Are you ready to start working on your fitness?
How do you know if you’re unfit?
You might be shaking your head at your screen right now, saying ‘George trust me, I know that I’m unfit!’
Stay with me for a minute though, because fitness means different things to all of us.
It might be getting out of breath climbing the stairs, struggling to keep up with running around after the kids or just a total lack of energy to do anything at the end of the day.
You might be comparing yourself with other people you see out there running marathons. You might be comparing yourself with a past version of YOU… the one who used to be fit, healthy and pain-free.
‘Fit enough’ might mean different things to different people, but in my experience the most important factor is ‘fit for LIFE’.
You don’t have to be able to complete an ironman, do 1000 press ups or hold a 5 minute plank to say that you’re fit.
A good starting point is having the physical fitness that allows you to live a full life.
To not be turning down opportunities that you’d really love to take, because you don’t think your body is going to be up to the task.
There are all kinds of averages and stats for the different components of fitness:
- Strength Endurance
- Skill (like balance, speed and co-ordination)
But you probably know with each of these without having to be compared with Mr or Mrs Average.
If you struggle to run to the end of the road, your endurance might need a bit of work. If you have to warm up before picking up the kids, strength could be an issue (unless you have grown up kids, then fair enough!).
If putting on your socks in the morning feels like a yoga session or if you keep falling over and hurting yourself (without being drunk!) you could benefit from working on your balance and flexibility.
Get clear on what every day activities you want to be able to easily complete, and that is your starting point.
“Don’t compare your fitness with that of other people – they’re on their journey and you are on yours”
– George Anderson
Aim for progress, not perfection
The big mistake that many people make is to thrown themselves full on into a demanding exercise schedule.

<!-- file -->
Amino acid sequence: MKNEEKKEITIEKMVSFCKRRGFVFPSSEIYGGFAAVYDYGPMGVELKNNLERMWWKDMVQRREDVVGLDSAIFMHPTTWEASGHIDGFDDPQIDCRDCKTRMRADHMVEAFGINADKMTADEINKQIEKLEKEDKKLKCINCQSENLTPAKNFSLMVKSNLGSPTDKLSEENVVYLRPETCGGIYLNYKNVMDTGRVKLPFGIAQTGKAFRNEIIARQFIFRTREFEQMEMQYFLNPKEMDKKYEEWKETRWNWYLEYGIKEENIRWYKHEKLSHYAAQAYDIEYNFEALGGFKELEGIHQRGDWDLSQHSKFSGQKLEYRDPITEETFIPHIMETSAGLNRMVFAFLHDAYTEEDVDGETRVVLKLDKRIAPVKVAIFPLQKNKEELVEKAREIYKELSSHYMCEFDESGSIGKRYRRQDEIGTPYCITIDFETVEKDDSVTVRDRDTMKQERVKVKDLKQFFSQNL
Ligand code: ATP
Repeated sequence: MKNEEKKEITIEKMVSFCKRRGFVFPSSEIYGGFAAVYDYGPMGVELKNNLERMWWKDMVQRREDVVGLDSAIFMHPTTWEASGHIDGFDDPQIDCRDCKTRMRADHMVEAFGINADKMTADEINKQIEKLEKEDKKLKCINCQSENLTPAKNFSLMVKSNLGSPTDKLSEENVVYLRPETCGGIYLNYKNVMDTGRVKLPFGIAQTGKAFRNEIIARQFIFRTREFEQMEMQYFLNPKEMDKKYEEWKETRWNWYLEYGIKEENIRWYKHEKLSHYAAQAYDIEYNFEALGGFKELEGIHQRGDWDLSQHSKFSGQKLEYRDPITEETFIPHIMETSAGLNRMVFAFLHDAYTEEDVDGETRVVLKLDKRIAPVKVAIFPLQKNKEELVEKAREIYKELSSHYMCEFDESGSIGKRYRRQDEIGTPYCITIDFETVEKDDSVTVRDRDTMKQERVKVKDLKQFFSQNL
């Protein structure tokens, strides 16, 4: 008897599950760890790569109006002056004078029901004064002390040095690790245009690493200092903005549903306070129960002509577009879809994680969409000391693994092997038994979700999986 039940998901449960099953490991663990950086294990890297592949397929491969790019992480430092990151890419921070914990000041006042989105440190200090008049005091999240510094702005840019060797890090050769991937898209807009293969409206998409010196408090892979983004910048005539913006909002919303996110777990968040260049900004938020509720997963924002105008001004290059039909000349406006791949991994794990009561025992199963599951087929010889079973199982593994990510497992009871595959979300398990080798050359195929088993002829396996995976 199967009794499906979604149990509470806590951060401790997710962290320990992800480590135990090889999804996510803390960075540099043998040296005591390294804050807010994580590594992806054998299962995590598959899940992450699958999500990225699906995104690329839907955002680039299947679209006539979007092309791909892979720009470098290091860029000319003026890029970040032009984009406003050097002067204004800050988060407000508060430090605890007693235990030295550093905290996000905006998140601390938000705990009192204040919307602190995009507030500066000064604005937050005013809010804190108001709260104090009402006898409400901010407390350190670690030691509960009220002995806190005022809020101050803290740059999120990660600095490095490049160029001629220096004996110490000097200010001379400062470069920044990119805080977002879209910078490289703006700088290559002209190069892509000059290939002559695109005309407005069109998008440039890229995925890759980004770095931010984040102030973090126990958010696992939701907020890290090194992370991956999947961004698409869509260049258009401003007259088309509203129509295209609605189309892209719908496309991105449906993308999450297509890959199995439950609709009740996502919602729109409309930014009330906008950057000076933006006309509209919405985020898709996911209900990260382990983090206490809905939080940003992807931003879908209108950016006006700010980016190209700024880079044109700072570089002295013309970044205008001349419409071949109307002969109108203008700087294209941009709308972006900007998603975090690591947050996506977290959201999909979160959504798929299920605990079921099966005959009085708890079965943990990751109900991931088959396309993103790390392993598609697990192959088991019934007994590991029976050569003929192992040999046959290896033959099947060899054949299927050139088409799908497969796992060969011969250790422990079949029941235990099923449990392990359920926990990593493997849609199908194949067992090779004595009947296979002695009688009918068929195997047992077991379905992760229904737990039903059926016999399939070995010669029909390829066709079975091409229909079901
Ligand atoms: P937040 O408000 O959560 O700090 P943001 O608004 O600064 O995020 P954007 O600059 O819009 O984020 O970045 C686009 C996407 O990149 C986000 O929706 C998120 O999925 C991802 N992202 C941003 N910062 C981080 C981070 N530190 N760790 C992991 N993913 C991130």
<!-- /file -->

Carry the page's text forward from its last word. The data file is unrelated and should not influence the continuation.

Not only does this not give your body time to adapt gradually, but it potentially sets you up for failure as you push up against existing commitments.
By setting yourself a target you feel confident you can meet, you make more steady progress, steadily build confidence and set out a base level of fitness you can then start to develop.
Fall in love with the process
‘You can’t get a body you love by doing the things that you hate’
Just because your friends can’t stop talking about how amazing running is, doesn’t mean that you’re going to have the same experience.
I often get asked ‘what is the best exercise to help me get fit?’ and the answer is always the same: whatever you enjoy.
You may have heard personal trainers talk about the ‘FITTA’ principle of exercise:
In other words, how often, how hard, how long and what type.
But the 4th one is most important: ADHERENCE.
If you don’t get something positive from the process itself, you’re not going to stick at it for long enough to see the benefits.
“An attitude of progress, not perfection takes the pressure off trying to live up to somebody else’s standards”
– George Anderson
The biggest barrier to getting fit
Over the years I’ve asked hundreds of people what their biggest challenge has been when it comes to improving their fitness.
Can you guess what the most common barrier is?
Of course you can… it’s ‘not enough time!’
People will tell you helpful things like pointing out how much time you waste on social media, checking emails or watching TV, and how you could use all these lost minutes to do some exercise.
But we all know that it doesn’t quite work like that (if only!)
There is, however, a common myth that you have to spend hours on end in the gym to get fit and this belief may be enough to prevent you from getting started.
The good news is that you can have an impact on your fitness in just a few minutes a day. If you can carve our longer stretches of time then great, but I might suggest that building the habit is your first priority. You can always develop this later, but work it into your routine and turn it into something that you ‘just do’ before over committing yourself.
I would suggest checking out my free core 14 day training program the ‘Plankathon’, which will take you just 5 minutes a day to complete, but still leave you with that ‘just worked out’ buzz that people seem to get addicted to 🙂
If you’re ready for a more whole-body boost to your fitness then I have a number of ‘micro-workout’ videos that I produced for my online membership program boost.
I bundled together some of the most popular programs and released them as a stand alone package, and they’re all available to download and start using immediately for just 30 quid.
There are some super effective 7 minute HIIT workouts, a 7 day stretch sequence, even an introduction to kettbells if you’re looking for something a bit more ‘out there’.
If you’re thinking of either getting started with running or getting a bit more serious with it, I’ve got your back. My beginner running program is free to download from over here, and there is more information about my marathon, half marathon and 10k programs over here.
All of these programs require a maximum of just 3 days a week of running, which makes it easier to fit into a busy schedule without causing too many conflicts.